If there were no barbarian gods, who would be the patron of
And what is the name of these gods?
Their name? Why, the Triballi.
Ah, indeed! 'tis from that no doubt that we derive the word
Most likely. But one thing I can tell you for certain, namely,
that Zeus and the celestial Triballi are going to send deputies here
to sue for peace. Now don't you treat with them, unless Zeus
restores the sceptre to the birds and gives you Basileia in marriage.
Who is this Basileia?
A very fine young damsel, who makes the lightning for Zeus; all
things come from her, wisdom, good laws, virtue, the fleet, calumnies,
the public paymaster and the triobolus.
Ah! then she is a sort of general manageress to the god.
Yes, precisely. If he gives you her for your wife, yours will be
the almighty power. That is what I have come to tell you; for you know
my constant and habitual goodwill towards men.
Oh, yes! it's thanks to you that we roast our meat.
I hate the gods, as you know.
Aye, by Zeus, you have always detested them.
Towards them I am a veritable Timon; but I must return in all
haste, so give me the umbrella; if Zeus should see me from up there,
he would think I was escorting one of the Canephori.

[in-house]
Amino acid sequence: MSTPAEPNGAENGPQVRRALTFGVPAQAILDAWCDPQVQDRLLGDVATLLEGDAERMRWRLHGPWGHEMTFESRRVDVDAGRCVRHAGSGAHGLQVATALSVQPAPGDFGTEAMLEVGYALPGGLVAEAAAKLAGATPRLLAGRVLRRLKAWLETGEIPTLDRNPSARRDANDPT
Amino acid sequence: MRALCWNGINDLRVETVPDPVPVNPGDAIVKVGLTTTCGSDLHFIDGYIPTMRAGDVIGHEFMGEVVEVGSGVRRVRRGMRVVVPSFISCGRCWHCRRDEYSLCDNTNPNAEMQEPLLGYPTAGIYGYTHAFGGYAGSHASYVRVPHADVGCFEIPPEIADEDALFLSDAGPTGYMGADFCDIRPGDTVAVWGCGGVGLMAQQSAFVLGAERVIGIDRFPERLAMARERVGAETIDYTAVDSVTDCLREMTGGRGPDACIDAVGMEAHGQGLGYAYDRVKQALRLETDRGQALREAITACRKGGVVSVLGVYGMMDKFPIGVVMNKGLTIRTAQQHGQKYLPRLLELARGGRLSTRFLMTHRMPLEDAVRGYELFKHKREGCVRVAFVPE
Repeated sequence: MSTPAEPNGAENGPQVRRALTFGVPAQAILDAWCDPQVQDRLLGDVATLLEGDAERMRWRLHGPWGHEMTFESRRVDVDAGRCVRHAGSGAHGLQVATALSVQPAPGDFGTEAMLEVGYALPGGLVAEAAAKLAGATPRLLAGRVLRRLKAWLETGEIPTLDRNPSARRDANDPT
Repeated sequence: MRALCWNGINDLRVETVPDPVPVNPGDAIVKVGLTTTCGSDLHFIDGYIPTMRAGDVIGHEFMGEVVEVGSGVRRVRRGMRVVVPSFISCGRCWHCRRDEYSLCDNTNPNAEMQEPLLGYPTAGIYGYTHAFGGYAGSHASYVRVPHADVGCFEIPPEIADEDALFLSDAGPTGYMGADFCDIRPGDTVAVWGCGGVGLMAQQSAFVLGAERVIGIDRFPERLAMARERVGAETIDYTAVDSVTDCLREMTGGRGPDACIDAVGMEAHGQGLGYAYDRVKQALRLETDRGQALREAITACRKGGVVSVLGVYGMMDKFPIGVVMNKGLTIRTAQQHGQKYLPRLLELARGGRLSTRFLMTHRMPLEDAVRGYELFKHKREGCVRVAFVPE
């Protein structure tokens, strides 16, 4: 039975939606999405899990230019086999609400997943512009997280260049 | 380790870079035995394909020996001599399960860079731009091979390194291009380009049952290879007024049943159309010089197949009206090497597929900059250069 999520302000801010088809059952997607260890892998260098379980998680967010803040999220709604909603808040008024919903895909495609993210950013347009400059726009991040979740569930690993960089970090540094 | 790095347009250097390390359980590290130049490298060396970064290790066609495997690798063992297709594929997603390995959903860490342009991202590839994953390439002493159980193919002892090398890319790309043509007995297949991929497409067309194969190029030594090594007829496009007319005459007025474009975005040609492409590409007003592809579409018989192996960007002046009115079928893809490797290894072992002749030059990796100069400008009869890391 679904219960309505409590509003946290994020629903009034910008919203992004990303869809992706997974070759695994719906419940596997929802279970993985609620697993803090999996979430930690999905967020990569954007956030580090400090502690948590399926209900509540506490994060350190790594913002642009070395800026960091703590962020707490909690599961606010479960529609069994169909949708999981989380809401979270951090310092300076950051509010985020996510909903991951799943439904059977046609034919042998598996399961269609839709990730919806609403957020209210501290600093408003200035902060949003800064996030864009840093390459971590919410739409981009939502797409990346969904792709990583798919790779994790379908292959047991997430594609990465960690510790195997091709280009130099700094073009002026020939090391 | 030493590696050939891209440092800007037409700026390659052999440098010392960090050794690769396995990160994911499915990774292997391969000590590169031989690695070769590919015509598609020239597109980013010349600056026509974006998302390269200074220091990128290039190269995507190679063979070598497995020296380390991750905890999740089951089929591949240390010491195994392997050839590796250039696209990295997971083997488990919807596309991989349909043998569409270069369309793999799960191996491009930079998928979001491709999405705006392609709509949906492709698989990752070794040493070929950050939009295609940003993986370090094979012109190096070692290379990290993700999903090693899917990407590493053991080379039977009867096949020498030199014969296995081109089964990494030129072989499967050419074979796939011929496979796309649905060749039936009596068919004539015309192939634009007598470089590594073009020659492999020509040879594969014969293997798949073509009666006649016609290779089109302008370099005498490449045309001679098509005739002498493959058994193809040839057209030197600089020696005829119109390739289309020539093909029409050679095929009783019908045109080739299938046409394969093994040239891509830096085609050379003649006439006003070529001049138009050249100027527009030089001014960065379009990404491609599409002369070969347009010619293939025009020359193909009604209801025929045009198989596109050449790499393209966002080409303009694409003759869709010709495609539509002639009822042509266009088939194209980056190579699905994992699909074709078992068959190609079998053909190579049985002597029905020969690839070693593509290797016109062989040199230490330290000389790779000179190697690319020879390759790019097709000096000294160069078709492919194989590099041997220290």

Wait, take this stool as well.
(PROMETHEUS leaves. PITHETAERUS goes into the thicket.)
Near by the land of the Sciapodes there is a marsh, from the
borders whereof the unwashed Socrates evokes the souls of men.
Pisander came one day to see his soul, which he had left there when
still alive. He offered a little victim, a camel, slit his throat and,
following the example of Odysseus, stepped one pace backwards. Then
that bat of a Chaerephon came up from hell to drink the camel's blood.
(POSIDON enters, accompanied by HERACLES and TRIBALLUS.)
This is the city of Nephelococcygia, to which we come as
ambassadors. (To TRIBALLUS) Hi! what are you up to? you are throwing
your cloak over the left shoulder. Come, fling it quick over the
right! And why, pray, does it draggle in this fashion? Have you ulcers
to hide like Laespodias? Oh! democracy! whither, oh! whither are you
leading us? Is it possible that the gods have chosen such an envoy?
You are undisturbed? Ugh! you cursed savage! you are by far the most
barbarous of all the gods.-Tell me, Heracles, what are we going to do?
I have already told you that I want to strangle the fellow who
dared to wall us out.
But, my friend, we are envoys of peace.